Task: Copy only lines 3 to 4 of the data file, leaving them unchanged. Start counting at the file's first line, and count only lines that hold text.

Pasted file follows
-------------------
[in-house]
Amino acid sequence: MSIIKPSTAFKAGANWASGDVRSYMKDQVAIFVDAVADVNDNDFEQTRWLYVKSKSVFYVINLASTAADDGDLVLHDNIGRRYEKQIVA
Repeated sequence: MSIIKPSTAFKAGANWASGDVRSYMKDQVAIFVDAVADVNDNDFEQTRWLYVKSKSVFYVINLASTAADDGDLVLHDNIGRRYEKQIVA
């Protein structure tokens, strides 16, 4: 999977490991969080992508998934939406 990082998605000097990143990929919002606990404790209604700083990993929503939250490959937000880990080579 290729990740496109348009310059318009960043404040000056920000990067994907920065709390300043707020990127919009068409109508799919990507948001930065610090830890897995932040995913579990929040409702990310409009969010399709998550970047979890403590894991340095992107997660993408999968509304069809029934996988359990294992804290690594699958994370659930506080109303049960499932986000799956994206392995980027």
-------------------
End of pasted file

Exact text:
Repeated sequence: MSIIKPSTAFKAGANWASGDVRSYMKDQVAIFVDAVADVNDNDFEQTRWLYVKSKSVFYVINLASTAADDGDLVLHDNIGRRYEKQIVA
């Protein structure tokens, strides 16, 4: 999977490991969080992508998934939406 990082998605000097990143990929919002606990404790209604700083990993929503939250490959937000880990080579 290729990740496109348009310059318009960043404040000056920000990067994907920065709390300043707020990127919009068409109508799919990507948001930065610090830890897995932040995913579990929040409702990310409009969010399709998550970047979890403590894991340095992107997660993408999968509304069809029934996988359990294992804290690594699958994370659930506080109303049960499932986000799956994206392995980027």